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Mental Health

Volume 450: debated on Wednesday 25 October 2006

To ask the Secretary of State for Health how much money was allocated for research into the causes of child and adolescent mental health in each of the last 10 years; and if she will make a statement. (93018)

The main agency through which the Government supports biomedical research is the Medical Research Council (MRC). The MRC is an independent body funded by the Department of Trade and Industry via the Office of Science and Innovation.

The MRC's expenditure on projects related to the causes of child and adolescent mental health in each of the last 10 years was as follows:

£ million

1996-97

2.23

1997-98

2.43

1998-99

2.70

1999-2000

3.82

2000-011

3.14

2001-02

2.81

2002-03

3.82

2003-04

3.27

2004-05

1.94

2005-06

22.5

1 Expenditure figures prior to 2000-01 are not directly comparable with those after that date as expenditure on Fellowships is not available for the earlier years. 2 Estimated.

The purpose of most of the Department’s centrally funded research concerned with child and adolescent mental health has been to support policy and provide the evidence needed to underpin quality improvement and service development in the national health service. Departmental expenditure on research projects1 related to the causes of mental ill heath in children and adolescents is shown in the following table:

1 Includes three national child and adolescent mental health surveys.

£ million1

1996-97

Not available

1997-98

0.2

1998-99

0.8

1999-2000

0.4

2000-01

0.1

2001-02

0.5

2002-03

0.5

2003-04

0.8

2004-05

0.7

2005-06

0.1

1 Includes the full cost of two projects jointly funded with the Home Office.

To ask the Secretary of State for Health how many children and adolescents were prescribed drugs for mental health problems in each of the last 10 years, broken down by primary care trust; and if she will make a statement. (93019)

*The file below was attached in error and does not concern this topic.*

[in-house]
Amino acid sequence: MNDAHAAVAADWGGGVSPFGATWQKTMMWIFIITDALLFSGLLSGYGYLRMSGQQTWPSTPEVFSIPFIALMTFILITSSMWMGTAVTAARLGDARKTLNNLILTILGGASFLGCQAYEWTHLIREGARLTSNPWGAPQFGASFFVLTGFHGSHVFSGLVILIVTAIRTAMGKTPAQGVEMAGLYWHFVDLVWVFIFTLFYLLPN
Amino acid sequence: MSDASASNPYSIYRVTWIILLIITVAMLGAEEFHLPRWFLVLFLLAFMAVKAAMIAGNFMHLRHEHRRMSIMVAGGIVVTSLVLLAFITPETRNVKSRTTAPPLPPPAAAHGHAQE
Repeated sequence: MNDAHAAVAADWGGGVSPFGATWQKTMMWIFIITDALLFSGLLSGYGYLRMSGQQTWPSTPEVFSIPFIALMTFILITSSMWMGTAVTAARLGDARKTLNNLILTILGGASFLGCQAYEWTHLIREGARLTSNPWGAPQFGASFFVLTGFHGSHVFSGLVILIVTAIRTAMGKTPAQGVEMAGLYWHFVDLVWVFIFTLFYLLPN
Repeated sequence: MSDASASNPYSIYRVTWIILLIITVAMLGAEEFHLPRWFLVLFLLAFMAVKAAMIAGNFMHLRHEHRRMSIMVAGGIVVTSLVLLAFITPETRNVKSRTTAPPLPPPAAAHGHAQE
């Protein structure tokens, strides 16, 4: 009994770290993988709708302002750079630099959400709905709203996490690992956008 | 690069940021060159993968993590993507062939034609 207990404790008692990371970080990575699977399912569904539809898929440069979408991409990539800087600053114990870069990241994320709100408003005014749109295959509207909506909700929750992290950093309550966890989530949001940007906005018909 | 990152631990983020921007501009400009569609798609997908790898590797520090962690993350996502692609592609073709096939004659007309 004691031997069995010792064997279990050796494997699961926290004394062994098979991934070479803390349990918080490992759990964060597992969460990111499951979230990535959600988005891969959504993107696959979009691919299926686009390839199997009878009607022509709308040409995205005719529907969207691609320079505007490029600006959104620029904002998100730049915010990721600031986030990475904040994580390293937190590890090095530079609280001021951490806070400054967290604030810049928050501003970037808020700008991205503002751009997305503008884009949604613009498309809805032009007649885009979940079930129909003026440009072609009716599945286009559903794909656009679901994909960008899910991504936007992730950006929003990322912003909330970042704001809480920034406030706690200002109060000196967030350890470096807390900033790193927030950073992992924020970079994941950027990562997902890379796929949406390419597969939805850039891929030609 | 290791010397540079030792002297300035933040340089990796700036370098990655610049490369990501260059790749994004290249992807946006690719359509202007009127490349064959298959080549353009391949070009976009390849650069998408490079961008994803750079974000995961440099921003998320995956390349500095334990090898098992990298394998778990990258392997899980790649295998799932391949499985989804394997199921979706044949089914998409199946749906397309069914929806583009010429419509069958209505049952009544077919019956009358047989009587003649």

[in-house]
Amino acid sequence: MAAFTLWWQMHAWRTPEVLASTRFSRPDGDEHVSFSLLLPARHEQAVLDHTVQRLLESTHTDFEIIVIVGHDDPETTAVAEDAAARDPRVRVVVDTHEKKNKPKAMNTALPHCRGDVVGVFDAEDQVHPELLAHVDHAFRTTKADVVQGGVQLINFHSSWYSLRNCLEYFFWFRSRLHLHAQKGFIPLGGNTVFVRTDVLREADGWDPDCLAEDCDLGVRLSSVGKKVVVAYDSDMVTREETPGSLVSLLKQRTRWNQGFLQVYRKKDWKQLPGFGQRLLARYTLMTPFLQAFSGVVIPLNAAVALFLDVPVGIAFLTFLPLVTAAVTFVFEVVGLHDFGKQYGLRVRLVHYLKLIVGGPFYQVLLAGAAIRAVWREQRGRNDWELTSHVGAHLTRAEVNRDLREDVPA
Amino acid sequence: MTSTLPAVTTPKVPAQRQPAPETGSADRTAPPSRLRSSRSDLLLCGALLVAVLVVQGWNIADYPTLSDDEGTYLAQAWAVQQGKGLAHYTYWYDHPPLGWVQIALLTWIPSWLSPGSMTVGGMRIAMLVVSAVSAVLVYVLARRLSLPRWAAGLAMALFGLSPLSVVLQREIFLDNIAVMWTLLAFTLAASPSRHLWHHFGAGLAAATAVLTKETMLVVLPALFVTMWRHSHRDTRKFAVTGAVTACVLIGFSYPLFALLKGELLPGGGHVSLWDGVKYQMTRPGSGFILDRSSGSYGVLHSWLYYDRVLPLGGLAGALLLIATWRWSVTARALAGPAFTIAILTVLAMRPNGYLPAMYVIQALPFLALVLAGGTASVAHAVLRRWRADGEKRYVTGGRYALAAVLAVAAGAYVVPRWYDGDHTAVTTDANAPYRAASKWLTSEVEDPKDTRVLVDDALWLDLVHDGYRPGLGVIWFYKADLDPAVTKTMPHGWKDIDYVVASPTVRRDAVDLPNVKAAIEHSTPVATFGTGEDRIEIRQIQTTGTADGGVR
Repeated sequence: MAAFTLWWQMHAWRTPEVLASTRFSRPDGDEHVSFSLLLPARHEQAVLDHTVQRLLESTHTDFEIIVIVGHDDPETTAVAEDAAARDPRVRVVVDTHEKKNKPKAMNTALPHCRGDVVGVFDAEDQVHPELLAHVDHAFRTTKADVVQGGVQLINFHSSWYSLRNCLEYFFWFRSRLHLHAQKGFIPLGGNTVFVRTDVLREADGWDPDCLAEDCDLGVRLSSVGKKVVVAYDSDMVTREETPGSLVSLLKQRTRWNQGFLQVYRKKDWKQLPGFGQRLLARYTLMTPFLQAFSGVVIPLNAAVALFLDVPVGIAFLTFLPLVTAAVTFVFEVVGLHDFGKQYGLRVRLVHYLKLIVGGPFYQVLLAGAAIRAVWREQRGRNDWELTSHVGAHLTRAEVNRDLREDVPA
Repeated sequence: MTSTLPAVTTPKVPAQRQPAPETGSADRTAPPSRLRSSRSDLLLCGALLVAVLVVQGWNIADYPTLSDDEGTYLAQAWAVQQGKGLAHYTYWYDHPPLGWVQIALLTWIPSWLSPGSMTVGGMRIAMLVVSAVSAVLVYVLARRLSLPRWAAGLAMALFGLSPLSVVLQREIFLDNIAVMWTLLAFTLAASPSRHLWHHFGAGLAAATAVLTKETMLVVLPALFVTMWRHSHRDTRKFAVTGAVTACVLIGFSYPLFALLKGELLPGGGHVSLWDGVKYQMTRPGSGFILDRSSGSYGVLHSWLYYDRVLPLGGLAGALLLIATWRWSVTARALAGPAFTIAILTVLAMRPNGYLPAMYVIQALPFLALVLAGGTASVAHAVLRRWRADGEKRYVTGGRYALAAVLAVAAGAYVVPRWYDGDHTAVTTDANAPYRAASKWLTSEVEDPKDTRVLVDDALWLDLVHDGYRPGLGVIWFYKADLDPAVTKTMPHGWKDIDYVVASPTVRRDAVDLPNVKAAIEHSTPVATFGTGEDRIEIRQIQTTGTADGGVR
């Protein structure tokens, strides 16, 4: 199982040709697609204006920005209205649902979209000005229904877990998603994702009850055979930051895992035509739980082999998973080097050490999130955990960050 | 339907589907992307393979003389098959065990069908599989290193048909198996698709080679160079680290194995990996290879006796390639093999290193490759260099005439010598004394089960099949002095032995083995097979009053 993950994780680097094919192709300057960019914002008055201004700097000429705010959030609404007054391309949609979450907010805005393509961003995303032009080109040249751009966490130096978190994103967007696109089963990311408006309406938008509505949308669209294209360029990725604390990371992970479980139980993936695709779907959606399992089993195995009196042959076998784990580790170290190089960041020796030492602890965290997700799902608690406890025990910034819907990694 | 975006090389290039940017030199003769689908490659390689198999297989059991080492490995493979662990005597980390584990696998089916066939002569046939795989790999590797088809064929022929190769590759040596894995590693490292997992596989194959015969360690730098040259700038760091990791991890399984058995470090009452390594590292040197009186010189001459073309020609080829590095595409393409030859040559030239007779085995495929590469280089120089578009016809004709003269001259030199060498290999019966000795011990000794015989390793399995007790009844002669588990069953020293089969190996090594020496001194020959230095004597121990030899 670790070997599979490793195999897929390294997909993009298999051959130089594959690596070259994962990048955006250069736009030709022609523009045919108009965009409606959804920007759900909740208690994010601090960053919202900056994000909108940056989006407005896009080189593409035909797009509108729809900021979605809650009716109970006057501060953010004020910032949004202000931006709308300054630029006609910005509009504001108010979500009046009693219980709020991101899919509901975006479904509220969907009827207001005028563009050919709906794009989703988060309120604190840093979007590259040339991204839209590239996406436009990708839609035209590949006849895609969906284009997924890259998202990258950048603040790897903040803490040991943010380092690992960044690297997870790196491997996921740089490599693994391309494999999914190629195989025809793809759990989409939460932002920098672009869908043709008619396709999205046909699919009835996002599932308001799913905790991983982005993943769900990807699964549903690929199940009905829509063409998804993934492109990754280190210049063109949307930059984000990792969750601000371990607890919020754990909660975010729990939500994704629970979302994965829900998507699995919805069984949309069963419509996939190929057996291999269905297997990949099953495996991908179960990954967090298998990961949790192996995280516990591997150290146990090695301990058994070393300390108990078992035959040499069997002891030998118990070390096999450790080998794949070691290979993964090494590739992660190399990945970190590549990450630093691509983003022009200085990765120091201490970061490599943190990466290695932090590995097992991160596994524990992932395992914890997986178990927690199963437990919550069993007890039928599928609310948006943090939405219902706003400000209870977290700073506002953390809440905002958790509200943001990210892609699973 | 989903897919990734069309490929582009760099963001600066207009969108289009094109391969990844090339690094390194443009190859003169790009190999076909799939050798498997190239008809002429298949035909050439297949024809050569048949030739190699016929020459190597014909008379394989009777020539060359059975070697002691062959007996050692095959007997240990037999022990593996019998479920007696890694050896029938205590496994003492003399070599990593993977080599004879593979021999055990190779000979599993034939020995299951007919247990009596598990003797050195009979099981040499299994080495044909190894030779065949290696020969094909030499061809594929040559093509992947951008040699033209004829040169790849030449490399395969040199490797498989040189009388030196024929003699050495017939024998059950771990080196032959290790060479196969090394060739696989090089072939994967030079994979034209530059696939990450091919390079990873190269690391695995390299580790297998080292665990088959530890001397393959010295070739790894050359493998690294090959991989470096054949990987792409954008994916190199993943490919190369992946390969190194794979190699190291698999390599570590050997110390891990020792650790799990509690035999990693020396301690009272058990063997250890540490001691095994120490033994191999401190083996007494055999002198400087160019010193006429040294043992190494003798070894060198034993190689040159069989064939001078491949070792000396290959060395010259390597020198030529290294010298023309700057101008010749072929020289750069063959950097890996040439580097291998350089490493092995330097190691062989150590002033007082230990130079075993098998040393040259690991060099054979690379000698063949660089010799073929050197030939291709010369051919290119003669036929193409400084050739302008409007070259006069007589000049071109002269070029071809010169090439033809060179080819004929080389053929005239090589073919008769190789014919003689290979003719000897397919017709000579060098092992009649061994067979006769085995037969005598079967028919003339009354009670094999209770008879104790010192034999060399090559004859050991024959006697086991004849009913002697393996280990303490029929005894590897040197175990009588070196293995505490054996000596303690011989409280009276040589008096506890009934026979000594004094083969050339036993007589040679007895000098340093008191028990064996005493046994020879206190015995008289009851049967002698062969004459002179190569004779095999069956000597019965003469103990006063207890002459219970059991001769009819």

To ask the Secretary of State for Health how many crisis resolution teams dedicated to children and adolescent mental health problems were in place in each of the last 10 years, broken down by primary care trust; and if she will make a statement. (93022)

Crisis resolution teams were established for people aged 16 to 65 years old with severe mental illness, for example schizophrenia, manic depressive disorders, severe depressive disorder, in an acute psychiatric crisis of such severity that, without the involvement of a crisis resolution/home treatment team, hospitalisation would be necessary. In a survey undertaken earlier this year 243 teams were identified.

In tracking progress towards the public service agreement target of a comprehensive child and adolescent mental health service in every area by the end of 2006 the Department is collecting information about the availability of a 24-hour, seven days a week emergency service for children and young people aged 17 or younger. At the end of June 2006, the latest date for which information is available, 85.5 per cent. of primary care trusts were commissioning such a service.

To ask the Secretary of State for Health what plans she has to improve services in secure mental health units. (94106)

The impetus for improving the quality of services in secure mental health units comes through the contract negotiation process between the commissioners and providers of such services.

More generally, the Healthcare Commission provides an independent overseeing view on the performance of organisations providing secure mental health services, in the same way that they do for other health care providers. The commission has a wide range of responsibilities, all aimed at improving the quality of health care.

To ask the Secretary of State for Health what discussions she has had with other Government departments on improving services at secure mental health units. (94107)

The Department and the Home Office are the Government Departments with the greatest interest in secure mental health units. The Home Office interest stems from their responsibility for restricted patients who enter secure mental health units through the criminal justice system.

Health and Offender Partnerships, based in the Department, has responsibility for the health and criminal justice system interface and, on an ongoing basis, enables, where appropriate, a joint approach between the Department and the Home Office national offender management service to the development and improvement of secure mental health provision.

The dangerous and severe personality disorder is an example where the Home Office, the Department, the Prison Service and the national health service have come together to deliver new mental health services for people who are, or have previously been, considered dangerous as a result of severe personality disorder.